RSM Australia

How to structure property development?

Changes in Purpose

Typically, property developers will aim to structure a property development with one of three desired outcomes in mind:

  • property developmentdevelop, and sell all;

  • develop, sell some, and retain the rest;

  • develop, and retain all.

Where this intention is known prior to undertaking the property development project, the legal structure and funding arrangements can be planned out well in advance to ensure the success of the desired outcome is optimised. 

Complexity arises however when a property developer has a change in intention partly through the property development. Whilst this may arise as a result of personal preference, it is typically as a response to changes in market conditions (both positive and negative), changes in council policy, zoning or FSR, business performance, or demands from third parties (creditors, banks) or investors. When such change occurs, the level of risk can develop and whilst many property developers are well-versed in the immediate economic considerations, those that fail to obtain specialist advice typically find themselves running into lesser-known income tax,  tax planning, GST or stamp duty hurdles that catch them off-guard.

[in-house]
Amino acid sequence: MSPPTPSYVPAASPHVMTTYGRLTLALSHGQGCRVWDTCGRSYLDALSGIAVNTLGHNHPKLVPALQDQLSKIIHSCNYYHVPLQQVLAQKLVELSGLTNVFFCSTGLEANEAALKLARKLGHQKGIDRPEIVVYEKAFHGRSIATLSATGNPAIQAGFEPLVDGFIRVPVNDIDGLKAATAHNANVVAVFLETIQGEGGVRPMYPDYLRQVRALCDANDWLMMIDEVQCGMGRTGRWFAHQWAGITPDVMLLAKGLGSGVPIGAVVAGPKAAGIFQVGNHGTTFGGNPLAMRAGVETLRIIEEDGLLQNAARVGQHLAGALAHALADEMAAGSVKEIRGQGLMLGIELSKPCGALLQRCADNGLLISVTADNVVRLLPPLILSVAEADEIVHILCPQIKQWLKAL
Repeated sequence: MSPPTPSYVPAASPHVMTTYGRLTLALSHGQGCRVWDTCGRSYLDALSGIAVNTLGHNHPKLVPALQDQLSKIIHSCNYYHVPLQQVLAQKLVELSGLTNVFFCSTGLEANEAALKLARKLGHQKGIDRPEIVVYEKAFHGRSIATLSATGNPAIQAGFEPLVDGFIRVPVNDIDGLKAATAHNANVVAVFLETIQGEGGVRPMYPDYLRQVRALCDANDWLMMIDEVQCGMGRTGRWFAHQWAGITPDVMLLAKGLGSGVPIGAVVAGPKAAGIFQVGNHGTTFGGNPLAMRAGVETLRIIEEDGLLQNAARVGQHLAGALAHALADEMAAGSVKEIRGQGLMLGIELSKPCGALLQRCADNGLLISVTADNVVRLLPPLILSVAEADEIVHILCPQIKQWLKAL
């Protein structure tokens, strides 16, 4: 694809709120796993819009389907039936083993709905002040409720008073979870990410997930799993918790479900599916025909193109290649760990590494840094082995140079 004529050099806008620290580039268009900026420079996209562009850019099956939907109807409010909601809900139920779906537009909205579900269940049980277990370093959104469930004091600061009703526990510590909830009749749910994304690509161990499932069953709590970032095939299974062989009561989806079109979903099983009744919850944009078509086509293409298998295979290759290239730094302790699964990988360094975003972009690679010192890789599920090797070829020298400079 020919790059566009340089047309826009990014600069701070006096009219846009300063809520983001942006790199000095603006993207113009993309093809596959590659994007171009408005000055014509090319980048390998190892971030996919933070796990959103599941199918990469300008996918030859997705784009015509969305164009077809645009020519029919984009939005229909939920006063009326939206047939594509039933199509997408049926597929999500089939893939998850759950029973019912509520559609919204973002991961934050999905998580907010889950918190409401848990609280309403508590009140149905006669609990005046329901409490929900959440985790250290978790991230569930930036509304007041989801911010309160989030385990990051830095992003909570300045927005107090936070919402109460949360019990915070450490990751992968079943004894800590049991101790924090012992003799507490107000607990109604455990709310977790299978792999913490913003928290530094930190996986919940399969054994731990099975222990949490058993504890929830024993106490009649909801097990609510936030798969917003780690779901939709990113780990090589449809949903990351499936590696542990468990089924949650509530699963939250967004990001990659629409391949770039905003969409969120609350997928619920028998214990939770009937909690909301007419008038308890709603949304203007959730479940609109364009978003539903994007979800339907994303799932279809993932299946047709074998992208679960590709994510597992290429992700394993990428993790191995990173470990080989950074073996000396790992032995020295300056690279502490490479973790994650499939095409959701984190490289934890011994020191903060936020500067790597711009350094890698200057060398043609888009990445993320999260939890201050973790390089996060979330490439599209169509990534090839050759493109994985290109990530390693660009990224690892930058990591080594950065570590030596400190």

This article includes:

  • Capital v revenue

  • GST and residential property

  • Clawbacks of exemptions for foreign persons of surcharge purchaser duty and land tax

Interested in learning more about structuring property development? Read on:



Need help with structuring a property development project?

If you have any questions about the content contained in this article, please get in touch with your local RSM property and construction expert or contact Adam Crowley directly.